2. Create a common Git repository

cd ~/work
git init common.git

3. Set common.git as a remote repository for branchA.git and branchB.git

cd ~/work/branchA.git
git remote add origin ~/work/common.git

cd ~/work/branchB.git
git remote add origin ~/work/common.git

4. Push branchA and branchB into the common repository

cd ~/work/branchA.git
git push origin branchA

cd ~/work/branchB.git
git push origin branchB

5. Go to the common repository

From the common repository, if you need to merge changes from branchB into BranchA, checkout branchA and merge or cherry-pick commits from branchB.

cd ~/work/common.git
git checkout branchA

# view commits in branchB to find which one you wish to merge
git log branchB
git cherry-pick e065b0230d7b368cfb534fc1818d55adc8911e2c

The cherry-pick command above will merge that commit in branchB into branchA.

6. Commit the merged changes in branchA into Subversion

Go to branchA.git repository and pull the merged changes from common.git

# Go to branchA.git and run git-fetch
cd ~/work/branchA.git
git fetch
git checkout branchA
git pull origin branchA

7. Commit merged changes in branchA into Subversion

To commit back to Subversion, first update the master branch with the latest from the Subversion repository by running git-svn-rebase.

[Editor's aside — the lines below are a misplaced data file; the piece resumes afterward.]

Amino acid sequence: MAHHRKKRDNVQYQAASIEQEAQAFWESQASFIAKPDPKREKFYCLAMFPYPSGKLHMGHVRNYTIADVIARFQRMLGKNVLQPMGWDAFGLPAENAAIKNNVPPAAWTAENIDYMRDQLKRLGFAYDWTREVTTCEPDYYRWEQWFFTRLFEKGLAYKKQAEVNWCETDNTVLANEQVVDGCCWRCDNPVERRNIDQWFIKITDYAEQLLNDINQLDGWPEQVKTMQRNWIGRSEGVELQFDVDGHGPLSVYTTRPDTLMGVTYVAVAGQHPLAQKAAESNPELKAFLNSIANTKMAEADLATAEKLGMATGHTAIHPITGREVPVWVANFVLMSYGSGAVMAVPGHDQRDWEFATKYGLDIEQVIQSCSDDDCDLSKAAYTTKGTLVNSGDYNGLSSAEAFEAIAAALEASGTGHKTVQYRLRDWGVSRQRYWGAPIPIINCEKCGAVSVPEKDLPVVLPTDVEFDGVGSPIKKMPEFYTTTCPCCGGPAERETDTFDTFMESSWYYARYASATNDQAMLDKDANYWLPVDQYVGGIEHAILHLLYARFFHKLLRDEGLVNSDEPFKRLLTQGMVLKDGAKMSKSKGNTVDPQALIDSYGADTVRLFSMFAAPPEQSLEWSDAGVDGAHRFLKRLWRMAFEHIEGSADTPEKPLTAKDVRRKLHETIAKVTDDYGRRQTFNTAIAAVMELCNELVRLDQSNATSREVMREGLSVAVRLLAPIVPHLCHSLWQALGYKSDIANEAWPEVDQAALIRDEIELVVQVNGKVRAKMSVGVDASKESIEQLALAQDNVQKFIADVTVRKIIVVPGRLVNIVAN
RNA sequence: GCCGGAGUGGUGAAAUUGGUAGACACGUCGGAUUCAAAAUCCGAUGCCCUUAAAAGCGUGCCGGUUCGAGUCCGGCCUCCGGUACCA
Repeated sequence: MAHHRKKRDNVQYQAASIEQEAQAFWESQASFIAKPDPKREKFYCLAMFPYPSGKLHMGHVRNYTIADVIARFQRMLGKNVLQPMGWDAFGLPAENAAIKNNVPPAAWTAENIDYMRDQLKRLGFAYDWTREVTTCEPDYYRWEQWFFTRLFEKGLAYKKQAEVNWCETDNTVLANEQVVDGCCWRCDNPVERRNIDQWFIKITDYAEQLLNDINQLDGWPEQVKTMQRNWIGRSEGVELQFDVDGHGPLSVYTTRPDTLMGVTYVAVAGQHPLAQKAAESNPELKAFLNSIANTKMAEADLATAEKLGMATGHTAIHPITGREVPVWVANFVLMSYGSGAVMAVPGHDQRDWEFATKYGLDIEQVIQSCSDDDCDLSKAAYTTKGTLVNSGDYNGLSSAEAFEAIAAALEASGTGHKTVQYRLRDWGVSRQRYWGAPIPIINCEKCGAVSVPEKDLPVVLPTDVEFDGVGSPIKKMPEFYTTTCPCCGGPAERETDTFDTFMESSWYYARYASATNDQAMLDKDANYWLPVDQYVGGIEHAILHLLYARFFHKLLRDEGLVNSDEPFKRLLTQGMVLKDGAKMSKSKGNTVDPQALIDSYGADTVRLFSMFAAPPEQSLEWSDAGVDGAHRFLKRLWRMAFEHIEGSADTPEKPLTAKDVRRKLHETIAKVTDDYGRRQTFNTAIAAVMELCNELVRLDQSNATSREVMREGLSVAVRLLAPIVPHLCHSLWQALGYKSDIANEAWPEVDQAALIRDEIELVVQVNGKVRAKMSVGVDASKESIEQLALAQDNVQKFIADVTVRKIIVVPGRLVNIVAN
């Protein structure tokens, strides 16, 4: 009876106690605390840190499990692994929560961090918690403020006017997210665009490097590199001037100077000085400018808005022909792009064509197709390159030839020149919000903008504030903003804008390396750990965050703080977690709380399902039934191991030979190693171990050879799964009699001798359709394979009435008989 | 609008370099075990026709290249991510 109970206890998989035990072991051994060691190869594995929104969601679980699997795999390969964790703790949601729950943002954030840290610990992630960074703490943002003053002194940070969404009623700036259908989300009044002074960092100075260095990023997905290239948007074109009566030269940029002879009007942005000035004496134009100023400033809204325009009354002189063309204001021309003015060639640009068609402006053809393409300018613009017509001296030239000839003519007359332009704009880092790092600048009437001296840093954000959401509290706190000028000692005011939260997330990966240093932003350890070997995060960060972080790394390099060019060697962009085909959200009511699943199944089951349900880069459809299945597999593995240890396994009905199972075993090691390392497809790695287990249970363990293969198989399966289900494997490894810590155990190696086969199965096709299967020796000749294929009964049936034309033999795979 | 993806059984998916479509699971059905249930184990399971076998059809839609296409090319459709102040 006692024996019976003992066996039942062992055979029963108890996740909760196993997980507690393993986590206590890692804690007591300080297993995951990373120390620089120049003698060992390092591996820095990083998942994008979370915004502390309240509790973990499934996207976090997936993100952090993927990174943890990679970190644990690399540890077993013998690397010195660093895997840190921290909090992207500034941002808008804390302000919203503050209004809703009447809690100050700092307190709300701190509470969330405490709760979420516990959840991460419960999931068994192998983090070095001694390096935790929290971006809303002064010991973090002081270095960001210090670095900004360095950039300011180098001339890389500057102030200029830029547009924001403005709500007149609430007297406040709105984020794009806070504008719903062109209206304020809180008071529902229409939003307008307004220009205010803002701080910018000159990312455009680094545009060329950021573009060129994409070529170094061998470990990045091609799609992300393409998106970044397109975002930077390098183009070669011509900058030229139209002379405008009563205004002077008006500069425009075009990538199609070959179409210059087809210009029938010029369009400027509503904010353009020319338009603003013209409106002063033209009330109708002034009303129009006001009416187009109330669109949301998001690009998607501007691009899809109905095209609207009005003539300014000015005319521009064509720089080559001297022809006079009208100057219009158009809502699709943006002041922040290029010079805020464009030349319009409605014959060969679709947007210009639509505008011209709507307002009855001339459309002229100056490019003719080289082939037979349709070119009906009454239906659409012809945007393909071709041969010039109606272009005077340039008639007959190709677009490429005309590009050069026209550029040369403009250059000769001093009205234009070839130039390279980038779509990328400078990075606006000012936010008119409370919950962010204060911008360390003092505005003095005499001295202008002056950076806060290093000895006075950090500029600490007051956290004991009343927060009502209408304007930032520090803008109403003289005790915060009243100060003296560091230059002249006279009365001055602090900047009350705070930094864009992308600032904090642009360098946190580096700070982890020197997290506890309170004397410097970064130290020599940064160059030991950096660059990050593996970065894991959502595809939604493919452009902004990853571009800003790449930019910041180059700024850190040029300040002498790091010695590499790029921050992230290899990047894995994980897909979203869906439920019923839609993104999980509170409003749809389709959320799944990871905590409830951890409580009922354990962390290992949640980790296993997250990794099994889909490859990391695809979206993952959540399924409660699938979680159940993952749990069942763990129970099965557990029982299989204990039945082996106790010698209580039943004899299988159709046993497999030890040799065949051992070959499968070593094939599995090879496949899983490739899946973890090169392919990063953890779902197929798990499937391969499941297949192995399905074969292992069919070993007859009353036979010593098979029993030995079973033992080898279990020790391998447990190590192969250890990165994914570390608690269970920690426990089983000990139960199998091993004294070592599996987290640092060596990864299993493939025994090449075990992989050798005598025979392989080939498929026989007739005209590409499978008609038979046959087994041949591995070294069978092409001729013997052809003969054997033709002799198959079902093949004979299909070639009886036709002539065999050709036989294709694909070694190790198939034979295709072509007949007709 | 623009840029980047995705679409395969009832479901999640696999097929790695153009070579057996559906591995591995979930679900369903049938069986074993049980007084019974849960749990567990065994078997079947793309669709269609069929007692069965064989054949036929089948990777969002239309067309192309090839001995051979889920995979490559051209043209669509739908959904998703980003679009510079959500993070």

cd ~/work/branchA.git
git checkout master
git svn rebase

Switch to branchA and perform a rebase off the master so that your commits will go on top of the latest SVN commits.

cd ~/work/branchA.git
git checkout branchA
git rebase -i master

Finally, merge branchA into master and commit to svn.

git checkout master
git merge branchA
git svn dcommit

It looks complicated with a lot of steps. But I assure you that once you have understood the concept, you’d realize how elegant and powerful merges and cherry-picks can be done using Git.

You don’t need to clone for each Subversion branch. You can run a single clone for both branches. The git-svn-dcommit will cover for all branches (all or selectable) in the Subversion repository. This should work well too and could be simpler since you don’t have to maintain many repositories. But I prefer separate repositories for each svn branch so that I can maintain isolation between svn branches while working in Git.